© Peggy Greb, USDA ARS
US researchers have developed a bioprocess that converts glucose from bread waste into value-added products, such as ascorbic acid (vitamin c).
Working within the USDA’s Agricultural Research Service (ARS) Centre, the team has found a way to use Pseudomonas reptilivora bacteria, ensuring the adage “one man’s trash is another man’s treasure” remains true.
It is estimated that 12.5 million tons of bread – including rolls, croissants and other baked goods – go uneaten worldwide each year. While a portion of this bread waste provides livestock with a source of carbohydrate and protein, the remainder can pose a disposal problem.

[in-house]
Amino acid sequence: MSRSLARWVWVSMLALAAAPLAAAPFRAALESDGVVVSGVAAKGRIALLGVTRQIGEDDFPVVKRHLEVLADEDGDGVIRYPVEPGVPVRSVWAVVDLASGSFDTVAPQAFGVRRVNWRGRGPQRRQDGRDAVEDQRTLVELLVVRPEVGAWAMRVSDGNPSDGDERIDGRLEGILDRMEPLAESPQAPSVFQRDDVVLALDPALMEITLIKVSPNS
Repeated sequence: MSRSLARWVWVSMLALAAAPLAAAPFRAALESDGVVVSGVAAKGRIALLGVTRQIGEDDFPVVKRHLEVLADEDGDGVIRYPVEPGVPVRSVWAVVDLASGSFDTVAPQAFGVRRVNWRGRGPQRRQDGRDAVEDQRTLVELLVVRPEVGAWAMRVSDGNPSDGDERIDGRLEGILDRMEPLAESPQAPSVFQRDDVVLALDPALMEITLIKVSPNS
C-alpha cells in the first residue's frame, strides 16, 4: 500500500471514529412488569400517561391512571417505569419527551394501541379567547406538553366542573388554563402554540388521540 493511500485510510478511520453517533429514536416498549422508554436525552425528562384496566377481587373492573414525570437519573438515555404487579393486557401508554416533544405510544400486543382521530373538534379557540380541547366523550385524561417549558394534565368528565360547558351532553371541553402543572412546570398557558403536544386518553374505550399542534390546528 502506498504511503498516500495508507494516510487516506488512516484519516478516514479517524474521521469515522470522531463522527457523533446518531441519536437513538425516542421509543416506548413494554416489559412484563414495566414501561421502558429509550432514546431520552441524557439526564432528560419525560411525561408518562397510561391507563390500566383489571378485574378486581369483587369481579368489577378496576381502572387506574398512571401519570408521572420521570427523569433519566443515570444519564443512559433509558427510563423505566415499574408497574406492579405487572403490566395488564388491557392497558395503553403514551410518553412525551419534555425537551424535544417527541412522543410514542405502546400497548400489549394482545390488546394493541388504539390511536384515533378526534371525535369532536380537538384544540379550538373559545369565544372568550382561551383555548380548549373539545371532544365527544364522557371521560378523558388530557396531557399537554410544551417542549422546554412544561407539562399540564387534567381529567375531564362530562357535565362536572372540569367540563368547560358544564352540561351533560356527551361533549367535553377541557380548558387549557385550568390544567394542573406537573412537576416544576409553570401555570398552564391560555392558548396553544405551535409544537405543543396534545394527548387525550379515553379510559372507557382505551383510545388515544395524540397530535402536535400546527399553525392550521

Now, team members have devised fermentation procedures that encourage the bacteria to consume the glucose in bread waste and convert it into 2-keto-D-gluconic acid (2KGA).
According to research chemist and team member Badal Saha, 2KGA is a so-called ‘platform chemical’ that helps synthesise bulk quantities of ascorbic acid and other substances with wide-ranging food and industrial applications.
It can also be used as a detergent builder, cement plasticiser and precursor chemical for herbicide compounds.
The team’s findings – reported in Biomass Conversion and Biorefinery in March 2020 – form part of the ARS’ overarching aim to develop new, value-added uses for agricultural commodities, especially if they can ease the reliance on raw materials made from fossil fuels.
© FoodBev Media Ltd 2021
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